Preib, the vice president of the FOP, was the one who orchestrated that, and who has orchestrated the resistance, some thirty-six years later, to Jackie Wilson getting a new trial and having his confession thrown out of court because it was tortured out of him by John Burge.

CM: Wow.

Let’s go back, then, forty-eight years, to your working on the assassination of Fred Hampton and trying to end that code of silence. That’s what your new book is going to be about, about the fight to end the code of silence. What is the state of the code of silence today compared to what it was when you were working on the case of the assassination of Fred Hampton? Have things gotten a lot better?

FT: Not a lot better, no. We did have Rahm—under extreme pressure due to the Laquan McDonald situation—admit there was a code of silence. We had some high officials in various testimony admit that there’s a code of silence. But every cop you bring in, it’s almost laughable. It’s something I ask every cop I question: Is there a code of silence? “Oh, no.” Is there one in the Chicago police department? “Oh, no.” Have you ever testified against a fellow cop? “Oh, no.” Have you ever seen any police misconduct in your thirty years on the job? “Oh, no.”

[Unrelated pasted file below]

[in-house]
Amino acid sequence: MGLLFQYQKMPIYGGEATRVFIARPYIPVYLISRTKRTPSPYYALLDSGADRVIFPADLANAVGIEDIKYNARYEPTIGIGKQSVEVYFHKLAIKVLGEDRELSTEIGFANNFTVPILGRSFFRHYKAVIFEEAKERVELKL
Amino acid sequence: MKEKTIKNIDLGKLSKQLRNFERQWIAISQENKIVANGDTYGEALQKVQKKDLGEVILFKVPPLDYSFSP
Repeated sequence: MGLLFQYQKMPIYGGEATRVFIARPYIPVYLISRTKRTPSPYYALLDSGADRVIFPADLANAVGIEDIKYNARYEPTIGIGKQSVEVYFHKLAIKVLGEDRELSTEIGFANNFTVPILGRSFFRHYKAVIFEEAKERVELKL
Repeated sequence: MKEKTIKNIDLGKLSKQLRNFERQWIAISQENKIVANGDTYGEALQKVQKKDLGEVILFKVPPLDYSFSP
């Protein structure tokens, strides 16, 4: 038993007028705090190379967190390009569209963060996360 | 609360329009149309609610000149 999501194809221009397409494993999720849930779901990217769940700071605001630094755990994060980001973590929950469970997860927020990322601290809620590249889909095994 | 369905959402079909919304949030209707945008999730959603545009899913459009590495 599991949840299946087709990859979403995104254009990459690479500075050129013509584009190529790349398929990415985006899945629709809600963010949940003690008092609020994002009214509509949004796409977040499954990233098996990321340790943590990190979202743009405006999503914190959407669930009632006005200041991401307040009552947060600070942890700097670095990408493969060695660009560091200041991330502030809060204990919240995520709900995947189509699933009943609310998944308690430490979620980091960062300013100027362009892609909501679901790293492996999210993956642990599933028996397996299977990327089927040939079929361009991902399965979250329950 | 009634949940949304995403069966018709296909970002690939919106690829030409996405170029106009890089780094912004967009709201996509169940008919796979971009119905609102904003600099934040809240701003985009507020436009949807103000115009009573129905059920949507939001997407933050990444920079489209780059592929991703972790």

So it’s kind of like they’re living the code of silence every time they testify and every time they deny it. Even though the higher-ups have grudgingly admitted there is a code of silence, they haven’t done anything about it, and the Laquan McDonald case certainly shows that. What’s also amazing is that after all the times that judges and courts have found that there’s a pattern and practice of police torture under Burge (we’ve got a case now of a guy who we got exonerated, and it’s in civil court, and we are alleging pattern and practice of torture under Burge), these same city lawyers, paid these millions of dollars, who have previously admitted in other contexts that there is one, are saying, “Oh, no, it doesn’t exist.” They are being paid literally millions of dollars to defend the indefensible, when they should be coming forward and saying, “Yes, we now concede in this case, as we have in other cases, that there’s a code of silence and that there’s a pattern of torture.”

As long as the city takes the positions they do in court, as long as the bosses don’t really do anything to punish the cops who come in and lie and deny, we’re going to have a code of silence. We’re going to have the continuing kinds of racist abuse that we’ve talked about for the last fifty years.

CM: Flint, thank you so much for being back on our show.

FT: You got it, Chuck. I don’t want to leave your listeners totally down in terms of how terrible things are. We do have victories like the Jackie Wilson case, and also we have a lot of wonderful people in organizations fighting against things like the gang database, and fighting against Holman Square, and all of the myriad things that continue to plague us here in the city and across the country with regard to police racism.

Featured image source: Invisible Institute

Scroll to Top